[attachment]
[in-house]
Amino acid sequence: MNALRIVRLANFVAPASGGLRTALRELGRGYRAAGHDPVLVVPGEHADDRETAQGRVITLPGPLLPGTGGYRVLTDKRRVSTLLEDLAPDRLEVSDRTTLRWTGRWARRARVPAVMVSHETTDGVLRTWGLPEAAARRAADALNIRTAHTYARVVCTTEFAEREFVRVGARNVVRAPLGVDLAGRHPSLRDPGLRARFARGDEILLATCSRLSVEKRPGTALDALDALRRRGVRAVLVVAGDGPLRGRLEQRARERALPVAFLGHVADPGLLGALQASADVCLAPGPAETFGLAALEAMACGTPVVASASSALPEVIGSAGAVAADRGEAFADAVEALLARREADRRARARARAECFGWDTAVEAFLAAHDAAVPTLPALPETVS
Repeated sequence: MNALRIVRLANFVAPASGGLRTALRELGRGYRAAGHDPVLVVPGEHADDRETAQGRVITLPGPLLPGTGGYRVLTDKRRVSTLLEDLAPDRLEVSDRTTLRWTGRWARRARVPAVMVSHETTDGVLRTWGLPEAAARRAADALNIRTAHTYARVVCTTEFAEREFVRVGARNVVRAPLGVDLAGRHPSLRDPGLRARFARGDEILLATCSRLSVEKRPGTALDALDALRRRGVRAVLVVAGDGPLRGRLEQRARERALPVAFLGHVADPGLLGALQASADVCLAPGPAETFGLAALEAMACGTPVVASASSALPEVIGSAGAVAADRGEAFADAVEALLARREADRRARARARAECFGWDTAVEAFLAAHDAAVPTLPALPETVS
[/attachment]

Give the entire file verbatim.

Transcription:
[in-house]
Amino acid sequence: MNALRIVRLANFVAPASGGLRTALRELGRGYRAAGHDPVLVVPGEHADDRETAQGRVITLPGPLLPGTGGYRVLTDKRRVSTLLEDLAPDRLEVSDRTTLRWTGRWARRARVPAVMVSHETTDGVLRTWGLPEAAARRAADALNIRTAHTYARVVCTTEFAEREFVRVGARNVVRAPLGVDLAGRHPSLRDPGLRARFARGDEILLATCSRLSVEKRPGTALDALDALRRRGVRAVLVVAGDGPLRGRLEQRARERALPVAFLGHVADPGLLGALQASADVCLAPGPAETFGLAALEAMACGTPVVASASSALPEVIGSAGAVAADRGEAFADAVEALLARREADRRARARARAECFGWDTAVEAFLAAHDAAVPTLPALPETVS
Repeated sequence: MNALRIVRLANFVAPASGGLRTALRELGRGYRAAGHDPVLVVPGEHADDRETAQGRVITLPGPLLPGTGGYRVLTDKRRVSTLLEDLAPDRLEVSDRTTLRWTGRWARRARVPAVMVSHETTDGVLRTWGLPEAAARRAADALNIRTAHTYARVVCTTEFAEREFVRVGARNVVRAPLGVDLAGRHPSLRDPGLRARFARGDEILLATCSRLSVEKRPGTALDALDALRRRGVRAVLVVAGDGPLRGRLEQRARERALPVAFLGHVADPGLLGALQASADVCLAPGPAETFGLAALEAMACGTPVVASASSALPEVIGSAGAVAADRGEAFADAVEALLARREADRRARARARAECFGWDTAVEAFLAAHDAAVPTLPALPETVS